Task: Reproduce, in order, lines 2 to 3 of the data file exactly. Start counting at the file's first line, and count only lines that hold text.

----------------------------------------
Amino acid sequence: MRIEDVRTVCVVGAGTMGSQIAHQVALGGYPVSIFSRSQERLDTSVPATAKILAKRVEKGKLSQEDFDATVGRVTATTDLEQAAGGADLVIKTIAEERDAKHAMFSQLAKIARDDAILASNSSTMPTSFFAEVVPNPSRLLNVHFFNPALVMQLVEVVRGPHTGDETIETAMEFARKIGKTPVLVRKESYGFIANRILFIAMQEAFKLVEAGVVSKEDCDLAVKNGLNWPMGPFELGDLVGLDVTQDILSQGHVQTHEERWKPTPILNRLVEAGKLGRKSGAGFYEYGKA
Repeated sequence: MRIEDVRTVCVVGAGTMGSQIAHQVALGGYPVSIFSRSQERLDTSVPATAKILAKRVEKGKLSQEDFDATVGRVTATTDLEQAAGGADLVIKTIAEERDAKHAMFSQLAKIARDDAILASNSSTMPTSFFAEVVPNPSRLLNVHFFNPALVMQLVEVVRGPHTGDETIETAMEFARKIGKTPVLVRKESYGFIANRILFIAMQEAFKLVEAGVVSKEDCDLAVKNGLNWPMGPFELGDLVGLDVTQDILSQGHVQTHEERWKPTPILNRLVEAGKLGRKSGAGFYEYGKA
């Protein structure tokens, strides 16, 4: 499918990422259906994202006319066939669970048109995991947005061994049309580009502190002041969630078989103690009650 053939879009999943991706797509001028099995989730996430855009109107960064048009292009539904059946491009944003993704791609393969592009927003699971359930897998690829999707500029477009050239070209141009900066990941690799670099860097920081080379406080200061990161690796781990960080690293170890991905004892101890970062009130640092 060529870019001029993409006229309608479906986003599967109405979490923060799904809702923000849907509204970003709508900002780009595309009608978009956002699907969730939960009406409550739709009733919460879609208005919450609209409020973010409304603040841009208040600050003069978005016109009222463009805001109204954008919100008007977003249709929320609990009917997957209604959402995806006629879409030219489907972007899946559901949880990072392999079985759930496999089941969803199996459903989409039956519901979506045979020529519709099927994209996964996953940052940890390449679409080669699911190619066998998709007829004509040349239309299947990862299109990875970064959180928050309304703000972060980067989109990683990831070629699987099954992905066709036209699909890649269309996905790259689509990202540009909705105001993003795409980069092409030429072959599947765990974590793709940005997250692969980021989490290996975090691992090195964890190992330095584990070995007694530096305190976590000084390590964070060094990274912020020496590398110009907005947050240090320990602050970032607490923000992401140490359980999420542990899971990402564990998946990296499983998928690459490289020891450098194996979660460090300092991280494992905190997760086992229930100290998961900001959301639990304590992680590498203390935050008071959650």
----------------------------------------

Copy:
Repeated sequence: MRIEDVRTVCVVGAGTMGSQIAHQVALGGYPVSIFSRSQERLDTSVPATAKILAKRVEKGKLSQEDFDATVGRVTATTDLEQAAGGADLVIKTIAEERDAKHAMFSQLAKIARDDAILASNSSTMPTSFFAEVVPNPSRLLNVHFFNPALVMQLVEVVRGPHTGDETIETAMEFARKIGKTPVLVRKESYGFIANRILFIAMQEAFKLVEAGVVSKEDCDLAVKNGLNWPMGPFELGDLVGLDVTQDILSQGHVQTHEERWKPTPILNRLVEAGKLGRKSGAGFYEYGKA
């Protein structure tokens, strides 16, 4: 499918990422259906994202006319066939669970048109995991947005061994049309580009502190002041969630078989103690009650 053939879009999943991706797509001028099995989730996430855009109107960064048009292009539904059946491009944003993704791609393969592009927003699971359930897998690829999707500029477009050239070209141009900066990941690799670099860097920081080379406080200061990161690796781990960080690293170890991905004892101890970062009130640092 060529870019001029993409006229309608479906986003599967109405979490923060799904809702923000849907509204970003709508900002780009595309009608978009956002699907969730939960009406409550739709009733919460879609208005919450609209409020973010409304603040841009208040600050003069978005016109009222463009805001109204954008919100008007977003249709929320609990009917997957209604959402995806006629879409030219489907972007899946559901949880990072392999079985759930496999089941969803199996459903989409039956519901979506045979020529519709099927994209996964996953940052940890390449679409080669699911190619066998998709007829004509040349239309299947990862299109990875970064959180928050309304703000972060980067989109990683990831070629699987099954992905066709036209699909890649269309996905790259689509990202540009909705105001993003795409980069092409030429072959599947765990974590793709940005997250692969980021989490290996975090691992090195964890190992330095584990070995007694530096305190976590000084390590964070060094990274912020020496590398110009907005947050240090320990602050970032607490923000992401140490359980999420542990899971990402564990998946990296499983998928690459490289020891450098194996979660460090300092991280494992905190997760086992229930100290998961900001959301639990304590992680590498203390935050008071959650």